More like what the Devil, was saying. Or, that was the idea. People often step into an argument, claiming to be the Devil’s Advocate. What they usually do, is take the unpopular side of the discussion or a position that is contrary to the one being promoted. Some do it out of genuine intellectual or other interests, while there are people who enjoy the role, simply to tweak a nose or have fun with those participating.
But was there ever an advocate of the Devil? Yes, but oddly enough, he wasn’t arguing the Devil’s good points. He was arguing all the points that the Devil would present, had he been present. And in church, no less.
For the Devil’s Advocate was an official office of the Catholic Church, instituted in 1587. It lasted nearly 400 years, until Pope John Paul II abolished it in 1983. The advocate’s role was to argue against the canonization of nominees for Sainthood, presenting all contrary evidence that a given person warranted the honor, and picking apart the evidence given to back up the nomination. When the Devil’s Advocate was no longer there to give “the other side”, it paved the road for a phenomenal 500 canonizations and 1300 beatifications during John Paul II’s reign.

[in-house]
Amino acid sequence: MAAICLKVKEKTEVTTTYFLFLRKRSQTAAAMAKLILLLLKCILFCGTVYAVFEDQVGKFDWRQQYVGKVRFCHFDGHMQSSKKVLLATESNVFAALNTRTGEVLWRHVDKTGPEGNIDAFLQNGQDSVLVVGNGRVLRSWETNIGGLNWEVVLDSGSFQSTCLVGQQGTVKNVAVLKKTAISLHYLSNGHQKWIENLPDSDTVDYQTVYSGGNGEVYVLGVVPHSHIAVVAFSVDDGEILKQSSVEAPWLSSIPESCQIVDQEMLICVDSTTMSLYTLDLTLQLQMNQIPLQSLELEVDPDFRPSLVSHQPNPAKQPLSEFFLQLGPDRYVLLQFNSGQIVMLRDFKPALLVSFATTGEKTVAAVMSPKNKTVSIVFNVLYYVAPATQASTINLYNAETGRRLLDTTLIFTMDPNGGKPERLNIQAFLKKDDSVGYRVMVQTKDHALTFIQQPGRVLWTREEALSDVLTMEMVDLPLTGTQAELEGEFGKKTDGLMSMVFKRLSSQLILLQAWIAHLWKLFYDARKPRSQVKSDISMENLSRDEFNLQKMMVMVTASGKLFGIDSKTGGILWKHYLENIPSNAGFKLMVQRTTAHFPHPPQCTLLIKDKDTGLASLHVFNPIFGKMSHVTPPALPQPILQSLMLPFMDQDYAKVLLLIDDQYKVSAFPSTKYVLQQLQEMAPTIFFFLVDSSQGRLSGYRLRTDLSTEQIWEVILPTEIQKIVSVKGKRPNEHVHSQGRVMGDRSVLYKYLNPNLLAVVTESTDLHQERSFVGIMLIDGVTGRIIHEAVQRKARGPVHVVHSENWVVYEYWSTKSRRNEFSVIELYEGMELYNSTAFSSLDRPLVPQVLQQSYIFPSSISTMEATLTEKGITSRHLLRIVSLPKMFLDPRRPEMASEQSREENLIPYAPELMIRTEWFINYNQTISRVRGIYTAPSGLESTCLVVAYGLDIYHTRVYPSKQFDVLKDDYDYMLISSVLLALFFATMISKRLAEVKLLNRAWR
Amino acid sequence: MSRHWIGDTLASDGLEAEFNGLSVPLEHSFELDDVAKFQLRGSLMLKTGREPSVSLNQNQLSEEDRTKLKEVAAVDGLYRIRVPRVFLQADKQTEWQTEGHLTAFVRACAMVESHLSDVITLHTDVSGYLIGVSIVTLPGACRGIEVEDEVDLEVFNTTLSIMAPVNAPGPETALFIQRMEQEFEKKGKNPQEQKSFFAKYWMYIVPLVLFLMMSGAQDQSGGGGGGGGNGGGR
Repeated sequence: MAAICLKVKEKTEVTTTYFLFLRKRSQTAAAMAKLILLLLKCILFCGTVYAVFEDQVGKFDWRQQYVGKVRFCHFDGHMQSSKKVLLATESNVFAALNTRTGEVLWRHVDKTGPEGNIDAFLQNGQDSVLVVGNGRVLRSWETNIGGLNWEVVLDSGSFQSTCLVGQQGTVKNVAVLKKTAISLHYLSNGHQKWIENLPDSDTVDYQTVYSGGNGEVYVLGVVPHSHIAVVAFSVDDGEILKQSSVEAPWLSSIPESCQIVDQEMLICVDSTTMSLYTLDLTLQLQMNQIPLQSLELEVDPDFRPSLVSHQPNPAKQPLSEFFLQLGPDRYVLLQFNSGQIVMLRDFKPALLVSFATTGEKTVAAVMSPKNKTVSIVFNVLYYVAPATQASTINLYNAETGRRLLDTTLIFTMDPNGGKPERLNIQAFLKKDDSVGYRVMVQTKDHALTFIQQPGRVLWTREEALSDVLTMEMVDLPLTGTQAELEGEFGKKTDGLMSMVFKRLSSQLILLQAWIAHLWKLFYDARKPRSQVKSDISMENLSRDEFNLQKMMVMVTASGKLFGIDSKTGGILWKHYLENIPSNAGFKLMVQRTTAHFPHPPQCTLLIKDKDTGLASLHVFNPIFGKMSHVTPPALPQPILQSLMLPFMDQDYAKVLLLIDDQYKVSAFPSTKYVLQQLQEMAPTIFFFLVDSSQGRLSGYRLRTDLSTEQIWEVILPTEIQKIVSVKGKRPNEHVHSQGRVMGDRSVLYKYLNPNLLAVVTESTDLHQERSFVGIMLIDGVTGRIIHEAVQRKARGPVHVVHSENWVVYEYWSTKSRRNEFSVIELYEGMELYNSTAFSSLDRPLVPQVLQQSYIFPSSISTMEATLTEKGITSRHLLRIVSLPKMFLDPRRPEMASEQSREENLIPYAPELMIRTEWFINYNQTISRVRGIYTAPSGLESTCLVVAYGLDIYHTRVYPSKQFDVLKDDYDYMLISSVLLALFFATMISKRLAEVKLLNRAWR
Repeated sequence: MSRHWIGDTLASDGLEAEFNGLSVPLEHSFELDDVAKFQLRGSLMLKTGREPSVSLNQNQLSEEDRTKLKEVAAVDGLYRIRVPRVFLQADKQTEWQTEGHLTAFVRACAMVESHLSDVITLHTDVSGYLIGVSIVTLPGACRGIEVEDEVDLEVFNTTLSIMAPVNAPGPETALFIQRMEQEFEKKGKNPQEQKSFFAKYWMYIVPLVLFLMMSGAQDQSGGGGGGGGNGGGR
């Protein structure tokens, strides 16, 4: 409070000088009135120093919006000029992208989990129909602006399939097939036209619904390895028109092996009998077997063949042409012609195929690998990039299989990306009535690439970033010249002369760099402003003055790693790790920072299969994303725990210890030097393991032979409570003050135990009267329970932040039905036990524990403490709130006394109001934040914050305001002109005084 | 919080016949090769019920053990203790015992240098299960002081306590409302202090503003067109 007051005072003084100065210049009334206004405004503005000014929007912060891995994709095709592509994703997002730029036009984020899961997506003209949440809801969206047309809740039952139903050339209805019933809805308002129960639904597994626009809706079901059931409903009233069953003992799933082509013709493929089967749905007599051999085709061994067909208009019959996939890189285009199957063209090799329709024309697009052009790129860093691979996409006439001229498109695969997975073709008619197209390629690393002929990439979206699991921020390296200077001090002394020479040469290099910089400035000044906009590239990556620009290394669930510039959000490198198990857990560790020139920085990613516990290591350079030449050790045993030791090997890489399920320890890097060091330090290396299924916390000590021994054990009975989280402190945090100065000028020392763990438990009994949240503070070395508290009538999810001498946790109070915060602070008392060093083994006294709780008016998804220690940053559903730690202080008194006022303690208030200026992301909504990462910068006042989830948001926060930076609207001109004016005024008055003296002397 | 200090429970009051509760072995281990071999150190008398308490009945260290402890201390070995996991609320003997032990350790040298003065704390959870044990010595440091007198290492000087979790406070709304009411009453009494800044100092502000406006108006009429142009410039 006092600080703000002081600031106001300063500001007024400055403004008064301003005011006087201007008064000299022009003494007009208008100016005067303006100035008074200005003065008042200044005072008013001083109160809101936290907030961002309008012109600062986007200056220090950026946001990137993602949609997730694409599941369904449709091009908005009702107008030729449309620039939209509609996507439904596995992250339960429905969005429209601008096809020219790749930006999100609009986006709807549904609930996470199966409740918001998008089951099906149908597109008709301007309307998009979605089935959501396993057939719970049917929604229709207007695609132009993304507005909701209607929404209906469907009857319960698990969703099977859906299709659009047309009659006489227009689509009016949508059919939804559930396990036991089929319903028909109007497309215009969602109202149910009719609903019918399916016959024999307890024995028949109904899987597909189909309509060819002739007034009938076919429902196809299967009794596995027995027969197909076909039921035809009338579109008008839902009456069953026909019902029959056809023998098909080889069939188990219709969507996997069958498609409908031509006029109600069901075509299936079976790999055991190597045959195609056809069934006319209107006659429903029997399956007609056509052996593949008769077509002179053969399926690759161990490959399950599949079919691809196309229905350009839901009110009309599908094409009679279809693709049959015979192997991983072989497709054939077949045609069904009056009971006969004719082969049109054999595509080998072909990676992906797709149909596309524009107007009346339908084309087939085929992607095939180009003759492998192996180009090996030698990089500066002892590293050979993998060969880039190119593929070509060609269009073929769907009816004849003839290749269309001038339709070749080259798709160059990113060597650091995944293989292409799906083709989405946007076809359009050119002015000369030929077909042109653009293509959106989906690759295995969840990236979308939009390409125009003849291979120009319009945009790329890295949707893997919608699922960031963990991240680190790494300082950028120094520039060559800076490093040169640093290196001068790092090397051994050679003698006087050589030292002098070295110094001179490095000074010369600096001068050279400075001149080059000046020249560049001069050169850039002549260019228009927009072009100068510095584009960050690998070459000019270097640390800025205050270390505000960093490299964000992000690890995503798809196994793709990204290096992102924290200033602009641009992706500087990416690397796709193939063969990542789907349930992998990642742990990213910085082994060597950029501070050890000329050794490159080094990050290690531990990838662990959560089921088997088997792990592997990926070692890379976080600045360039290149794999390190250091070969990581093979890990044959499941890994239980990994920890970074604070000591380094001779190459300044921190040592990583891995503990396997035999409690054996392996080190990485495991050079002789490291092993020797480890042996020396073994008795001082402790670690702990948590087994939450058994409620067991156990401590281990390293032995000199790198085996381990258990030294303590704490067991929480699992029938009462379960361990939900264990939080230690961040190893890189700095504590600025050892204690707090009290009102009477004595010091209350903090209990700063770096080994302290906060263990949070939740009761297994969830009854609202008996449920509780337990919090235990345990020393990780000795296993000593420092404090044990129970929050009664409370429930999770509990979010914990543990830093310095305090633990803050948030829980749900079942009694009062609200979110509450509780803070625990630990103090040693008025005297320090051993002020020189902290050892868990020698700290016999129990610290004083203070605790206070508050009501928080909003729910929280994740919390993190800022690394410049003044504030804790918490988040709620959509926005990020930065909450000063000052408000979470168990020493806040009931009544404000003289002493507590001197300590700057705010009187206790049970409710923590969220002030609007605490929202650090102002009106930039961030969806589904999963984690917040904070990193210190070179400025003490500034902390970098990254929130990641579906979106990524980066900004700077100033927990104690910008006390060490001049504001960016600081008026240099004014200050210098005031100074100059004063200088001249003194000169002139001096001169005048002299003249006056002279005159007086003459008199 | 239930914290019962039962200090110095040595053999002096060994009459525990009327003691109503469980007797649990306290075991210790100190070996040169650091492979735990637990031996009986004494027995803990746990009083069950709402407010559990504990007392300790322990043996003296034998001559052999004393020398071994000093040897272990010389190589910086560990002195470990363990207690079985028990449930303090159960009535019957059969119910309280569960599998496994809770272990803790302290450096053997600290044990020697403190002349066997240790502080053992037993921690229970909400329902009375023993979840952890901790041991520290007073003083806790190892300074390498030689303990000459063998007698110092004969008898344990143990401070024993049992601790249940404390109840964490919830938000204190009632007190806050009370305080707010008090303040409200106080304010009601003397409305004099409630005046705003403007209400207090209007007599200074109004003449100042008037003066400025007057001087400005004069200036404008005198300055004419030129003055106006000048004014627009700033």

Clearly, whoever served in that office must have been extremely effective, since the Popes who had served throughout the 20th century had never managed anywhere near those totals, even taken all together.
However, there are those secular devil’s advocates, who argue that the role should never have been eliminated, since it ensured that only the truly saintly made it through the process.